Innovation and changeDigital TransformationNHS People Plan launched to embrace the future medical workforce

NHS People Plan launched to embrace the future medical workforce

The NHS has published its interim People Plan, which sets out proposals for the future of the NHS workforce that follows on the Long Term Plan

With the aim at making  NHS the best place to work and creating a better leadership culture, Secretary of State for Health and Social Care Matt Hancock launched the Interim NHS People Plan at the East London Foundation Trust.

The plan sets the transformation of NHS with multidisciplinary work, less linear careers for people working at the NHS and technology enabling people to work to their full potential as routine tasks get automated.

Matt Hancock said: “Future is so important because the NHS is the most valuable public service we have. A strong NHS, and strong public services, are the foundations of a strong society. So Britain must continue to be a place where we invest in people because we believe in the potential of people to make things better.”

The interim People Plan is structured by these themes:

  • Making the NHS the best place to work
  • Improving the leadership culture
  • Addressing urgent workforce shortages in nursing
  • Delivering 21st century care
  • A new operating model for workforce

For each of these themes, the programme sets out a summary of actions, their responsible owners and the timescale.

Healthcare Science Workforce Programme

Under the NHS People Plan, NHS will develop a Healthcare Science Workforce Programme. This programme will support the implementation of the NHS Long Term Plan and expand the frontiers of medical science and innovation, introducing new treatment possibilities for 21st century care such as whole genome sequencing, proton beam therapy and CAR-T therapy.

The programme will bring together partners to model and plan the workforce, introducing flexible entry routes, better careers, new roles and ways of working, and competency-based development frameworks. These will underpin flexible and responsive systems of education, training and leadership and build on good practice in the system. The programme will strengthen multiprofessional partnerships across education, training and workforce development to support transferability of skills and knowledge, supporting high quality outcomes and a culture of valuing the workforce.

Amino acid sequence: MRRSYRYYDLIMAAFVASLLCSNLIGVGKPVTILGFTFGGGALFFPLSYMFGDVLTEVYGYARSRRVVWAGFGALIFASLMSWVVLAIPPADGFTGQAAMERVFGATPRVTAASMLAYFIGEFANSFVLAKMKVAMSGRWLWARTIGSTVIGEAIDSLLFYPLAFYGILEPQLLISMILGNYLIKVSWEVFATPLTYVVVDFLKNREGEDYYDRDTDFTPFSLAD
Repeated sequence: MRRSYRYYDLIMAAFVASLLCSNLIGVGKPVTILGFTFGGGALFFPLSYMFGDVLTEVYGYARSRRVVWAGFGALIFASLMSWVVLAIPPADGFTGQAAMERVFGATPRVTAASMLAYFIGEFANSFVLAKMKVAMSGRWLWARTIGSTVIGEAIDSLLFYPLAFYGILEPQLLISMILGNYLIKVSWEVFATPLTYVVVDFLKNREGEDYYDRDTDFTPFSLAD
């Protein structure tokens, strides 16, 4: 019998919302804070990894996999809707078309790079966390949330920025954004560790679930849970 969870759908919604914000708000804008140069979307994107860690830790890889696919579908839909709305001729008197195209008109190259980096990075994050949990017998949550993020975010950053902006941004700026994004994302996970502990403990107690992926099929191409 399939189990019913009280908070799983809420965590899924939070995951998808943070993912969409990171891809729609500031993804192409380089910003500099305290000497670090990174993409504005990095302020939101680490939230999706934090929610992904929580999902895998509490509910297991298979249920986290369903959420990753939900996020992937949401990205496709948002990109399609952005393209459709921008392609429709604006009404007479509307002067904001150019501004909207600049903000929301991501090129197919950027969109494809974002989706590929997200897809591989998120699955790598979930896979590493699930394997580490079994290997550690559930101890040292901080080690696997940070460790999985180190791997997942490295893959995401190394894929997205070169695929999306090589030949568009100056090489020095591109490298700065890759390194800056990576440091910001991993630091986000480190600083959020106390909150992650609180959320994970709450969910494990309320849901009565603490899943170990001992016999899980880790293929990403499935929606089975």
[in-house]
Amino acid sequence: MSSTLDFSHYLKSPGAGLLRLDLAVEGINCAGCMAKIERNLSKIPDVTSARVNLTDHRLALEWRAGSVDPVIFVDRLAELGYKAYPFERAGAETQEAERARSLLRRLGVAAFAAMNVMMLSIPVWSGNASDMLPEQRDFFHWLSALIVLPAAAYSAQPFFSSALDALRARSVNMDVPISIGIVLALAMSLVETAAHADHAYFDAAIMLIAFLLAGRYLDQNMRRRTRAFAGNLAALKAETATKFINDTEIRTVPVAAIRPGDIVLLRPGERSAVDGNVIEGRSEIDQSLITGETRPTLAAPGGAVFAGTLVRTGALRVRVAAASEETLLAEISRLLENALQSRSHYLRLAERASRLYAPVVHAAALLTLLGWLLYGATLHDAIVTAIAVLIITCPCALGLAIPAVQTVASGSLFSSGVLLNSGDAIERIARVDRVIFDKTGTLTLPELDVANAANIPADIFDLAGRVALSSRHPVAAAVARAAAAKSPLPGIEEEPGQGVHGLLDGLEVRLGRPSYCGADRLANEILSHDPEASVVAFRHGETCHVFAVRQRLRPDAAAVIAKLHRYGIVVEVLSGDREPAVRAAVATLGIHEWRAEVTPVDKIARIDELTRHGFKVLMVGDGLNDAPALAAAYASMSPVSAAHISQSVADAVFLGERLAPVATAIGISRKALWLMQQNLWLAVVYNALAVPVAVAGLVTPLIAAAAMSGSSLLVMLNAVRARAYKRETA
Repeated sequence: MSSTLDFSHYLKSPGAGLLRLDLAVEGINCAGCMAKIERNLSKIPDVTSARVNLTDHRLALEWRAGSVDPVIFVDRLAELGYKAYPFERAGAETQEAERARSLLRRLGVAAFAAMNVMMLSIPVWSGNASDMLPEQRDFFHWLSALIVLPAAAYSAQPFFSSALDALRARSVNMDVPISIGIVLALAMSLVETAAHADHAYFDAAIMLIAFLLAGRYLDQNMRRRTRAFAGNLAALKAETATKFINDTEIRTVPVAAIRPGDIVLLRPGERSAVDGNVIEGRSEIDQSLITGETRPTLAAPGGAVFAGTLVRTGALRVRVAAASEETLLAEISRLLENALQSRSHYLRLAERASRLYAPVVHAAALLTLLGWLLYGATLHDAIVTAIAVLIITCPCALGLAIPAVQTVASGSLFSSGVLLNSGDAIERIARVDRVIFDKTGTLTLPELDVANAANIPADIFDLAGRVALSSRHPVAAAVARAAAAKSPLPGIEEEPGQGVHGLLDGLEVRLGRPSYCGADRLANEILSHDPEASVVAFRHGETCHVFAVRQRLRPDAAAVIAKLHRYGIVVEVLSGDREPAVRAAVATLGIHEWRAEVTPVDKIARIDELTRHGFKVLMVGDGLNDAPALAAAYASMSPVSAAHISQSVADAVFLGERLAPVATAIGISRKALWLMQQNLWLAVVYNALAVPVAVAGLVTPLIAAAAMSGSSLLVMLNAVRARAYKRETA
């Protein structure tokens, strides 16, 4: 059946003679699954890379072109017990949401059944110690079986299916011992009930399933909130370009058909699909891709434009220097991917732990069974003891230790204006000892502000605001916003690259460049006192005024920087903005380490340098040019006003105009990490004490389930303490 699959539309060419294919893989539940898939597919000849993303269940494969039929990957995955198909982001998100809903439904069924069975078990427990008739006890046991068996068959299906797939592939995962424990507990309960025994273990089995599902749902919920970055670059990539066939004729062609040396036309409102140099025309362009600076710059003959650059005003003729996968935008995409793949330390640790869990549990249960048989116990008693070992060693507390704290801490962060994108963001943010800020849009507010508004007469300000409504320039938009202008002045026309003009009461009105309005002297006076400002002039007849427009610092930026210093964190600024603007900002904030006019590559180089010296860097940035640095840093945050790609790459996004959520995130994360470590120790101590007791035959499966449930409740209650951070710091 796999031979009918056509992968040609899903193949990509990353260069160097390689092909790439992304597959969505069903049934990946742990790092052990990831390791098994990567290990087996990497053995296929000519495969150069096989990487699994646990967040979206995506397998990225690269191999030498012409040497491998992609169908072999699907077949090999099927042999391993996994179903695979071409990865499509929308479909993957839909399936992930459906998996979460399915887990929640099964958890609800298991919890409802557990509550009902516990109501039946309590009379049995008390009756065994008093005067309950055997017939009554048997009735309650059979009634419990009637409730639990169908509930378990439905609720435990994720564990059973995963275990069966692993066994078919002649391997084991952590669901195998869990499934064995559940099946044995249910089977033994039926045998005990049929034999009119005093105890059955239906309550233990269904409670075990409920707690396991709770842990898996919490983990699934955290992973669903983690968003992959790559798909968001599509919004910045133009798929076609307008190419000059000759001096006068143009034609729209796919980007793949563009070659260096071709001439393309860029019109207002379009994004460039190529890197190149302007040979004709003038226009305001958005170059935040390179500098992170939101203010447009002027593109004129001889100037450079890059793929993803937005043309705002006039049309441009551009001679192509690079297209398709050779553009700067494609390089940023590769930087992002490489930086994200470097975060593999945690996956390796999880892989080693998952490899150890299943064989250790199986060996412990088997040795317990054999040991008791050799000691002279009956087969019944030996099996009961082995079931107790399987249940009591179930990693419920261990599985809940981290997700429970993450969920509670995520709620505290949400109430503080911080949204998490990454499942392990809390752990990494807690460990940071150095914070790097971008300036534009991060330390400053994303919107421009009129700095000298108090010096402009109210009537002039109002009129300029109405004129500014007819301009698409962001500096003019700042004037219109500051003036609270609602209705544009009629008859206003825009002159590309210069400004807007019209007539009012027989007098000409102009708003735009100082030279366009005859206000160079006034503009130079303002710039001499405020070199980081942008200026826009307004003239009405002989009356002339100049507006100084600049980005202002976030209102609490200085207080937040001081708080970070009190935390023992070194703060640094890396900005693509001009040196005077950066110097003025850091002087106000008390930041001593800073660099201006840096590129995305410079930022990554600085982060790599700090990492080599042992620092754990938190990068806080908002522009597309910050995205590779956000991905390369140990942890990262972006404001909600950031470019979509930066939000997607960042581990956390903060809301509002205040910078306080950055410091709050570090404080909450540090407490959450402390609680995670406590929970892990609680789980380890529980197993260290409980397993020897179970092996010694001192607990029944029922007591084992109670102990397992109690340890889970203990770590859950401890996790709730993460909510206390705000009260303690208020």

Through the programme, NHS aims to better recognise the valued and essential work of healthcare scientists and allow their unique knowledge, skills and expertise in science, technology, engineering and mathematics (STEM) to be used more effectively and efficiently.

Reflecting the digital changes

Over the next five to 10 years, NHS aims to build a medical workforce that meets changes in demand for healthcare and the expectations of patients about the ways services are delivered, reflecting the digital changes they have seen in other aspects of their lives.

Doctors will be trained to exploit real-world evidence for rapid evaluation of innovations and to engage confidently with artificial intelligence (AI) and other emerging technologies.

The reason for the NHS People Plan to focus on digital is that scientific and technological developments including genomics, robotics and artificial intelligence (AI) will significantly influence how care is delivered in the NHS in the future. Technology will also enable many patients to better access care and allow others to manage their conditions working with clinicians.

The plan wants NHS leaders to create a culture where digitally supported care is the norm, where interventions are evaluated using real-world data and evidence. The objective is to attract the best technologists, informaticians and data scientists by making the NHS a destination employer for people with these skills.

The skills required to enable a modern, data-rich and digitally supported health and care service are much sought in many industries. NHS workforce will also require the right service transformation skills to implement digital change.

Technological advancements in healthcare

Recently, the NHS has been able to replace quite a lot of old technology: Slow internet, pagers and fax machines. Health sector and the NHS in particular has been able to attract funding and technology boosts. AI and machine learning have brought an easier way to manage conditions like the Chronic Obstructive Pulmonary Disease (COPD) from the comfort of patients’ own homes.

The latest technological update has been availability of NHS WiFi to millions of patients across 6,749 GP practices and 212 acute, mental health and community NHS Trusts, according to NHS Digital.

The plan will also be reforming undergraduate and postgraduate medical education.

With so many technological advancements taking place, the NHS People Plan shows glimpses of how the future public healthcare in the UK might looking like.

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